Nextwave #2: Getting back to Ellis, though, here’s the next issue of his comedic Marvel book - it actually is pretty funny, though it’s kind of notable (and perhaps to be expected) that Ellis is more prone to laughing at assorted superhero elements and tropes (haw haw haw, Fin Fang Foom looks really stupid and old and he’s wearing dumb pants! STUPID) than any of the recent ‘indy’ superhero humor-type books I can think of (which isn’t all that much, actually) - but then again, one of the bigger targets in this thing is Ellis himself, his familiar characterizations amped up way beyond the point of no return. Tom Spurgeon brought up Howard the Duck in regards to last issue, and god do I need to go over that Essential volume again.

The Punisher MAX #31: Teeth.

Gødland #8: Like clockwork, I tells ya! This issue concerns the secret origins of everything, and thus will prove to be of special interest to the constant reader. Kosmic Trooths (as they said back in the day)!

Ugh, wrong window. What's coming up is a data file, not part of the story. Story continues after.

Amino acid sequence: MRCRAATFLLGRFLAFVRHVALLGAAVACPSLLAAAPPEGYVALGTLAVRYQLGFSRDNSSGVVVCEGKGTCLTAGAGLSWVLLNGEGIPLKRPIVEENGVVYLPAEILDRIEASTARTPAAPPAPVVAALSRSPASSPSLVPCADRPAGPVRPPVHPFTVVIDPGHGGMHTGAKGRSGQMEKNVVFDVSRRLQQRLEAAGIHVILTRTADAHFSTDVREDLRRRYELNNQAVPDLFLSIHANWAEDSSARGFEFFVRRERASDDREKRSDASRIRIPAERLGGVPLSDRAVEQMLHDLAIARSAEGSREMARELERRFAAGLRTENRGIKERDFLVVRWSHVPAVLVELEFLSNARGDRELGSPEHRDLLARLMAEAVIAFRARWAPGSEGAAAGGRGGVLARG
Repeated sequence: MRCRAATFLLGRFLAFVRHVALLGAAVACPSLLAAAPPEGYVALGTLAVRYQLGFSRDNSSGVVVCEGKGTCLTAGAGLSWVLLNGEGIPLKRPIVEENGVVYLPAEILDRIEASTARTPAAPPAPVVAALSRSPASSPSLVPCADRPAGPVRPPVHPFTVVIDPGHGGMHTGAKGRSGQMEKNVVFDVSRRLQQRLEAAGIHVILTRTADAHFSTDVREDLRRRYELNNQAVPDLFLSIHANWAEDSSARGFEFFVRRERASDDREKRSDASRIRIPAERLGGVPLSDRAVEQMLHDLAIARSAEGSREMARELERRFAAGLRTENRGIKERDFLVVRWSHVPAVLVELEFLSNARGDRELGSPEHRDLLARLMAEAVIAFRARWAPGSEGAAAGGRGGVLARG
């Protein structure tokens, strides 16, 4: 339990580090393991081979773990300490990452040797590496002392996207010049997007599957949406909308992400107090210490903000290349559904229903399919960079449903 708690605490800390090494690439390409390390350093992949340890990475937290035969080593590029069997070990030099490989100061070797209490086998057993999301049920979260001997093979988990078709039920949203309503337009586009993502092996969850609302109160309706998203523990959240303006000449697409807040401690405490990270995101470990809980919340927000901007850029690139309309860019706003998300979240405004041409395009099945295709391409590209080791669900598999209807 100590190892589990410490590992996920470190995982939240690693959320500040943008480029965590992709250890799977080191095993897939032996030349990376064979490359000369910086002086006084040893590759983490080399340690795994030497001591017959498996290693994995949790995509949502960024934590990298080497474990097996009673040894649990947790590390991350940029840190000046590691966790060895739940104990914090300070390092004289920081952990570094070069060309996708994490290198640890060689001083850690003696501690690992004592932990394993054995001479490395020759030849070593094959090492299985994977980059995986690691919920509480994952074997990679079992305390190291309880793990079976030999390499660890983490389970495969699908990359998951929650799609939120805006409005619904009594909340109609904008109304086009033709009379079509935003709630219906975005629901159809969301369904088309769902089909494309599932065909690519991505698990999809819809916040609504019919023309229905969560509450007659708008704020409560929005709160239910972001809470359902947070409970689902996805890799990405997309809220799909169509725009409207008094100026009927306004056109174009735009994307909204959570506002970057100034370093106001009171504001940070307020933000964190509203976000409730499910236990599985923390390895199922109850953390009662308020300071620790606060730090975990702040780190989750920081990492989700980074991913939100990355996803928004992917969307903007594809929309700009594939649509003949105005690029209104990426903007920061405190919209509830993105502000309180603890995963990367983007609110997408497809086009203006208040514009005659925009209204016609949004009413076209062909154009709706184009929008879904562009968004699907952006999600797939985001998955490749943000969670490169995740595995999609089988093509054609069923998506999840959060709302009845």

War Stories Vol. 2: Collecting the remainder of these Garth Ennis-written one-shots, a quartet of tales from 20th century combat situations. It is a bit dismaying that two out of these four stories concern the struggle between a pair of Good Soldiers, one keeping the light of idealism alive and one given over to that killing instinct; actually, all but one of them feature copious sequences of characters standing around and gabbing out their conflicting ideologies for the reader to weigh and digest, and all but one (not the same one though) have pretty much exactly the same narrative structure, screaming violence leading to character drama and climaxing in a cleansing blast of war’s baptismal flame. Still, there’s some points of interest to each of these tales, and the art is great all around, with contributions from Cam Kennedy, Carlos Ezquerra, Gary Erskine (doing much better than was seen in Jack Cross) and David Lloyd (who is especially effective, his misty ink and faded color perfectly illustrating late-night aerial bombings). Not quite as fantastic as they’re sometimes made out to be, but Ennis fans will find value in these stories.